sending the second subset of the information to a second subscribing module for generating a second output associated with performing a second task.
  10. 10. The method of claim 9, wherein the procedural language comprises a scripting language.
  11. 11. The method of claim 9, further comprising classifying and indexing the information into first type of information for storing in a first shared memory of the message hub and second type of information for storing in a second shared memory of the message hub.
  12. 12. The method of claim 9, further comprising:
    receiving a filter definition from a first subscribing module; and
    generating a filter based on the filter definition for selecting the first subset of the information.
  13. 13. The method of claim 12, further comprising generating an indexer corresponding to the filter responsive to receiving the filter definition, the filter configured to classify and index the information for sharing.
  14. 14. The method of claim 9, further comprising changing the first condition responsive to receiving a request from the first subscribing module.
  15. 15. A computer readable storage medium structured to store instructions executable by a processor in a message hub to control a robot using a distributed system based on a publish-subscribe architecture, the instructions, when executed cause the processor to:
    receive information for sharing from a plurality of publishing modules;
    select a first subset of the information matching a first condition, the first condition described in a procedural language;
    select a second subset of the information matching a second condition described in the procedural language;
    send the first subset of the information to a first subscribing module for generating a first output associated with performing a first task; and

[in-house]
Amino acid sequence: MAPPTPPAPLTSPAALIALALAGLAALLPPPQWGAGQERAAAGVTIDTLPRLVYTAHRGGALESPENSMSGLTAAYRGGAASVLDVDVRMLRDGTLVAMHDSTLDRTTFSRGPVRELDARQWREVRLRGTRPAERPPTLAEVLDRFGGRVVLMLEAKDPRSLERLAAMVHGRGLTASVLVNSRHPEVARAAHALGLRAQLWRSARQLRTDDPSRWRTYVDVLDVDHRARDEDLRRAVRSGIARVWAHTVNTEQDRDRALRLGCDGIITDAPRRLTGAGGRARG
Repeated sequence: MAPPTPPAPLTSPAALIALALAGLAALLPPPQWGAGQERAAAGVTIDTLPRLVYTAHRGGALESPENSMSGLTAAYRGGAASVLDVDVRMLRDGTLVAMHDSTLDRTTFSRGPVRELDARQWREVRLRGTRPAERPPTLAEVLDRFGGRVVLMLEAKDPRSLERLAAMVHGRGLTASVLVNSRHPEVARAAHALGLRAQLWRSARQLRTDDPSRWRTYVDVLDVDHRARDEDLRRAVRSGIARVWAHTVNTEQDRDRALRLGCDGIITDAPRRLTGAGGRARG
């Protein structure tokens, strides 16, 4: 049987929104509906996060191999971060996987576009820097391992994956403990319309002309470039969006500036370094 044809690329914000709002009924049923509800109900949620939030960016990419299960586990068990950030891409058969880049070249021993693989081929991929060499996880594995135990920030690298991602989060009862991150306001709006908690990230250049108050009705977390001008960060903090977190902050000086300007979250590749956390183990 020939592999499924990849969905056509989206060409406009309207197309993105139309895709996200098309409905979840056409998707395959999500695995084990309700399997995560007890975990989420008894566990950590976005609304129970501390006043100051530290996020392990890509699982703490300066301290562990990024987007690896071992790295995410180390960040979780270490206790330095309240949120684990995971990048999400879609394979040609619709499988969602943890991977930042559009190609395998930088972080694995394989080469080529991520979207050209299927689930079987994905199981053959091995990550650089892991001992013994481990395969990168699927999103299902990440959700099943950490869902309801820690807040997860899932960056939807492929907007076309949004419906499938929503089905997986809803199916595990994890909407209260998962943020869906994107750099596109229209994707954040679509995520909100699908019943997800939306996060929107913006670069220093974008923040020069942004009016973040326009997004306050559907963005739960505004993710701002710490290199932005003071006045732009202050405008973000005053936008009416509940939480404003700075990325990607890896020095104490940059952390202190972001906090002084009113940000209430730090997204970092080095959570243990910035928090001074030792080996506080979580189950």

send the second subset of the information to a second subscribing module for generating a second output associated with performing a second task.
  16. 16. The computer readable storage medium of claim 15, wherein the procedural language comprises a scripting language.
  17. 17. The computer readable storage medium of claim 15, further comprising instructions to classify and index the information into first type of information for storing in a first shared memory of the message hub and second type of information for storing in a second shared memory of the message hub.
  18. 18. The computer readable storage medium of claim 15, further comprising instructions to:
    receive a filter definition from a first subscribing module; and
    generate a filter based on the filter definition for selecting the first subset of the information.
  19. 19. The distributed system of claim 18, further comprising instructions to install an indexer corresponding to the filter responsive to receiving the filter definition on the message hub, the indexer classifying and indexing the received information on the message hub.
  20. 20. The computer readable storage medium of claim 15, further comprising instructions to change configurations of the filter to modify the first condition responsive to receiving a request from the first subscribing module.